Given these sentiments running back to AD 2003, it seems a bit disingenuous to advertise as a "denier" who has been "converted" by close study of the data. If you go to http://wmbriggs.com/blog/?p=5946 and search the site for "Muller" a number of interesting statistical critiques will reveal themselves.
The problem, as always, is in the homogenization procedures. Such procedures are necessary if one is to convert actual temperature measurements into adjusted measurements that "might have been seen" if only there were not a city where once there were meadows as bucolic as the opening act at the Olympics (or conversely, if the city had always been there). This is a bit like measuring a triangular plot of land and finding that the angles do not add up to 180 deg. The data must be adjusted. The question is how. By some amazing coincidence, in 67% of the cases, the adjusted data show a greater temperature increase than the actual data. In some cases, a declining trend in actual temperatures is, mirabile dictu, transformed into an increasing trend in adjusted temperatures. But given the homogenization procedures used, a stationary series of serially correlated random data will be adjusted into an increasing trend. http://itia.ntua.gr/getfile/1212/1/documents/2012EGU_homogenization_1.pdf
Apparently Muller wasn’t quite the Denier that the headlines said he was. As to the homogenization, I have written on that many times: I don’t trust any of the measures enough that I would bet trillions of dollars on them. We know it was warmer in Roman times, we know it was warmer in Viking times, and we know damned well that it was a lot colder during the Little Ice Age. We know that it was colder when England and Scandinavia and much of northern North America were under hundreds to thousands of meters of ice. We have some reliable data from the times of the voyage of the Beagle and more since 1900, and after satellites we began to get really accurate primary data, but there are still anomalies, outages, gaps, missing data…
I know it has warmed in North America since Colonial times. I know we were concerned about Cooling when I was science editor of Galaxy.
My morning paper headlines that 17,000 people have applied for 300 positions as LA City fire fighters. Is it possible that fire fighters are paid more than would be needed to attract qualified people to the job? But then the California board that governs the investment of pension funds has found itself lucky to make 1% return on those funds, but consistently gives the official estimate for future return at more than 7%. This is known as quality management.
I cheerfully acknowledge that I paid no attention to Muller until this incident, and I did pay attention to what appeared to be reasonable statements by mainstream media. That, it turns out, was an error. Here is a good summary:
Surprise defection of Muller?
The surprise is that anyone believes this is a defection.
First and foremost, look here http://mullerandassociates.com/government/ . This is a company with Richard Muller , President and Chief Scientist, Elizabeth Muller, CEO. They make the following statements (on a page formerly named GreenGov in Oct 2011) "Energy policy involves economics, energy security, and climate change." and "Coal, as one example, is abundant in some countries, but it is also a strong emitter of carbon dioxide." They made those same statements before this paper was first submitted (2011), and thus supposedly before Muller was "convinced" by the data that humans changed climate. They therefore state that they believe in climate change caused by human produced CO2, and so stated at the same time they were claiming to be "skeptics". They get business and money if climate change is true, and lose money if it is false. They therefore have a serious conflict of interest. Conclusion, they were not at that time and never have been, "skeptics".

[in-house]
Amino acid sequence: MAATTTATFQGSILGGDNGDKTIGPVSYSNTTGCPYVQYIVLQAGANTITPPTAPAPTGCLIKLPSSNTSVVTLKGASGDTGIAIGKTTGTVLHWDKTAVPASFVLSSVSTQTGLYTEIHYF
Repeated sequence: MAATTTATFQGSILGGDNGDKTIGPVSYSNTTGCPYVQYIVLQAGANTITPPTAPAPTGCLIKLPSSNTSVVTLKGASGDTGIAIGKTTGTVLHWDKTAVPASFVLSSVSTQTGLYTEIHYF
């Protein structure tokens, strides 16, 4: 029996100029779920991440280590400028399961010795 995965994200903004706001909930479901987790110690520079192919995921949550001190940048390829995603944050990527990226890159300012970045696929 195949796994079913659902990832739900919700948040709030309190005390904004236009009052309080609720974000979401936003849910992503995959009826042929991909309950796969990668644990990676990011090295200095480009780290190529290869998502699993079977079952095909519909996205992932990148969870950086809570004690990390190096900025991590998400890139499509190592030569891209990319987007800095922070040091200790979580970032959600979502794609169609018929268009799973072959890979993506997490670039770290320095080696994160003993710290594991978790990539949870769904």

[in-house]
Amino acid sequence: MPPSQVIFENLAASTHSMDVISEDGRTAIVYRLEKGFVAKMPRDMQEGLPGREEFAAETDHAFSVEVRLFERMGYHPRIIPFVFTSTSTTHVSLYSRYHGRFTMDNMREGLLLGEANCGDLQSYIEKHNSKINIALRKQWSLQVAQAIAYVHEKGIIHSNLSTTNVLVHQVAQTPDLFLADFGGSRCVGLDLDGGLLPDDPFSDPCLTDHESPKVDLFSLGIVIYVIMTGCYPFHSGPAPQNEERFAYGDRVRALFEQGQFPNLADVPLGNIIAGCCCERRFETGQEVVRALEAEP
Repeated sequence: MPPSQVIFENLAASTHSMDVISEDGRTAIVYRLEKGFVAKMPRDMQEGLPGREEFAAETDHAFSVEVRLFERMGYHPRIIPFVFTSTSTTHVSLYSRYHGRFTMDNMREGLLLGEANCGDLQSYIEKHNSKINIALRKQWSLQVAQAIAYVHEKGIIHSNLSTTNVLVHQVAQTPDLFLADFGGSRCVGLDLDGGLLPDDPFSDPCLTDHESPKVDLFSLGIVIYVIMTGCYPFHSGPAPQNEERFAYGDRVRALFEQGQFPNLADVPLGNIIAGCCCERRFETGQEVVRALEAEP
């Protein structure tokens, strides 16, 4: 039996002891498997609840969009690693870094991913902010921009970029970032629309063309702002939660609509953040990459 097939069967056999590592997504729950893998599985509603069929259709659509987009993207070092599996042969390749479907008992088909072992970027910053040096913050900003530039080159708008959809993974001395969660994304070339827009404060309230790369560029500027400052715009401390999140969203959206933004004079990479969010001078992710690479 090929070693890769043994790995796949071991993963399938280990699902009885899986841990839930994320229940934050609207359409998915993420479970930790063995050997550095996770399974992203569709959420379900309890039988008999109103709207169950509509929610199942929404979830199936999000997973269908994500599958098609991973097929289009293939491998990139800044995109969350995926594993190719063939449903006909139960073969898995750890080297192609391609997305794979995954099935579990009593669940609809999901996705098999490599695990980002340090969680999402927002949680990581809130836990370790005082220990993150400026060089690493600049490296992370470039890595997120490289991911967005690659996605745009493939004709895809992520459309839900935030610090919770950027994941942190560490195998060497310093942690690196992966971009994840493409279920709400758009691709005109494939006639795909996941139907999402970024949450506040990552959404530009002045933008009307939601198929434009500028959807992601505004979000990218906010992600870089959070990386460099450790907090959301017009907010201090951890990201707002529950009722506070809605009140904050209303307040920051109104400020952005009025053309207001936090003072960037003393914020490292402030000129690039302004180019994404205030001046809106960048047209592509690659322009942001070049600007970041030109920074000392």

Muller enlisted some skeptics and middle of the roaders such as Anthony Watts and Dr. Judith Curry (listed co author), and then released a paper that was different that these people were told it would be, not using their data or input in ways he stated that he would. This was then followed by a media blitz in Oct 2011 which drew criticism from these contributors and co authors since it was released before peer review. This looks like simply getting the "skeptics" on board, or at least getting their names on the paper, to make it look as if Muller is a skeptic or at least is addressing their concerns. It was this first media blitz that claimed that Muller was now no longer a "skeptic" and was convinced by the data that humans changed climate. With the discovery of the above Muller and Associates statement that climate change is true prior to and during his claim of being a "skeptic", it is obvious that that claim was and is false. It looks like a classic "Black Flag" operation, claim to be one thing while actually being another. It is the old tactic "Ally, Neutralize, Destroy", Ally = "I am a fellow skeptic, like you", Neutralize = "Oh look, that data says humans are causing warming", Destroy = "If even I, a fellow skeptic, can see this, you skeptics should give up your skepticism and join the consensus".
This paper has still NOT passed peer review, in fact, at least one of the reviewers, Ross McKitrick, has recommended it not be published, stating "I submitted my review just before the end of September 2011, outlining what I saw were serious shortcomings in their methods and arguing that their analysis does not establish valid grounds for the conclusions they assert. I suggested the authors be asked to undertake a major revision." and then " On March 8 2012 I was asked by JGR to review a revised version of the Wickham et al. paper. I submitted my review at the end of March. The authors had made very few changes and had not addressed any of the methodological problems, so I recommended the paper not be published. I do not know what the journal’s decision was, but it is 4 months later and I can find no evidence on the BEST website that this or any other BEST project paper has been accepted for publication." http://www.rossmckitrick.com/